Tinnitus – Causes

If you experience a buzzing, roaring, chirping, whistling or ringing sound in your ears, then it’s likely you have tinnitus. 

The definition of tinnitus is a sensation of noise such as a ringing that is typically caused by a bodily condition such as a disturbance of the auditory system, and it can usually only be heard by the one affected. It’s a common problem that affects up to 20% of the population.

For many people, tinnitus can simply be an irritation that they can ignore. However, for others, it can cause stress, frustration, depression, irritability, memory problems, trouble concentrating, sleep problems, and fatigue. Tinnitus isn’t necessarily the sign of anything serious, but it can worsen with age. There are several treatments available that can help improve tinnitus by treating the underlying cause or reducing or masking the noise so the tinnitus is less noticeable.

What causes tinnitus in the ears?

Tinnitus causes are not always clear, but it can often be linked with:

Ear infections

A throat infection, allergy attack or cold can cause fluid to become trapped in the ear and cause an ear infection. A middle ear infection can sometimes cause short-term tinnitus as the increased fluid muffles sound. This can cause the brain to reinterpret sounds and result in tinnitus. This type of tinnitus should go away once the infection goes.

Ménière's disease

The endolymphatic fluid in the cochlea of the inner ear helps the hearing mechanism to function properly. Ménière's disease occurs when there is an accumulation of excess fluid, and it can lead to fluctuating hearing loss, dizziness, a feeling of pressure in the ear, and tinnitus.

Age-related hearing loss

Age-related hearing loss is a common cause of tinnitus. As we get older, the number of functioning nerve fibers in our ears begins to decrease which can cause problems with hearing and, in turn, trigger symptoms of tinnitus.

Exposure to loud noise

Exposure to loud noise can cause noise-induced hearing loss. Short-term exposure to loud noise can cause temporary tinnitus symptoms while long-term exposure can cause permanent damage and prolonged tinnitus symptoms.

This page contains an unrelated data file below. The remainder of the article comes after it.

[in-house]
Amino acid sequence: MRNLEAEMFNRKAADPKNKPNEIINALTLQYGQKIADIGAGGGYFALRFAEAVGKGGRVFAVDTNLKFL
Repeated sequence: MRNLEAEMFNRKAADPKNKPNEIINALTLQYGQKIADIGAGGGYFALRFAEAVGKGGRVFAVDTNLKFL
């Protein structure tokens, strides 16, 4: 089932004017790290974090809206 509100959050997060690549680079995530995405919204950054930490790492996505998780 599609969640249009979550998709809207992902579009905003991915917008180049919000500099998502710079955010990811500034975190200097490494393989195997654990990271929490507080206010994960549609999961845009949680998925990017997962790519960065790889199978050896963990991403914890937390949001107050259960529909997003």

Blood vessel disorders

In some rare cases, a blood vessel disorder can lead to tinnitus, known as pulsatile tinnitus. Pulsatile tinnitus causes include:

  • Head and neck tumors
  • High blood pressure
  • Turbulent blood flow
  • Malformation of capillaries

Earwax blockage

Earwax is essential in protecting your ear canal, but if you have too much of it it can irritate the eardrum and cause hearing loss, which can lead to tinnitus.

Ear bone changes

Abnormal bone growth can cause the bones in the middle ear to stiffen which can affect your hearing, and as a result, cause tinnitus.


Some medications cause tinnitus or can worsen symptoms, particularly when taken at a high dose. Known drugs that cause tinnitus can include certain antibiotics, cancer medications, antidepressants, and aspirin when taken in high doses.

Cervical spine dysfunction

The cervical spine encases the vertebral arteries, which provide blood to parts of the brain and inner ear, and houses cervical nerves that interact with the auditory system's nerves. Cervical spine dysfunction, including misalignment or nerve compression, can potentially impact auditory function and contribute to tinnitus.

Can anxiety cause tinnitus?

Unusual ear sounds such as tinnitus can often be worsened by stress and anxiety. Your auditory system has neural connections to the part of your brain that deals with emotions. When this limbic system is very active the brain can struggle to shut down tinnitus. As the tinnitus continues it can also cause your stress and anxiety to rise which then, in turn, increases your tinnitus symptoms.

Tinnitus treatments

When it comes to how to treat tinnitus, your first step should be visiting your doctor or hearing care professional. They will be able to assess your symptoms and determine the best tinnitus treatment for you, especially if you are experiencing tinnitus in specific situations, such as pregnancy. Some treatments for tinnitus include:

If you are experiencing unusual sounds in your ears or you have any concerns about your hearing, schedule a consultation with a hearing care professional who will be able to assess you, and discuss your options.

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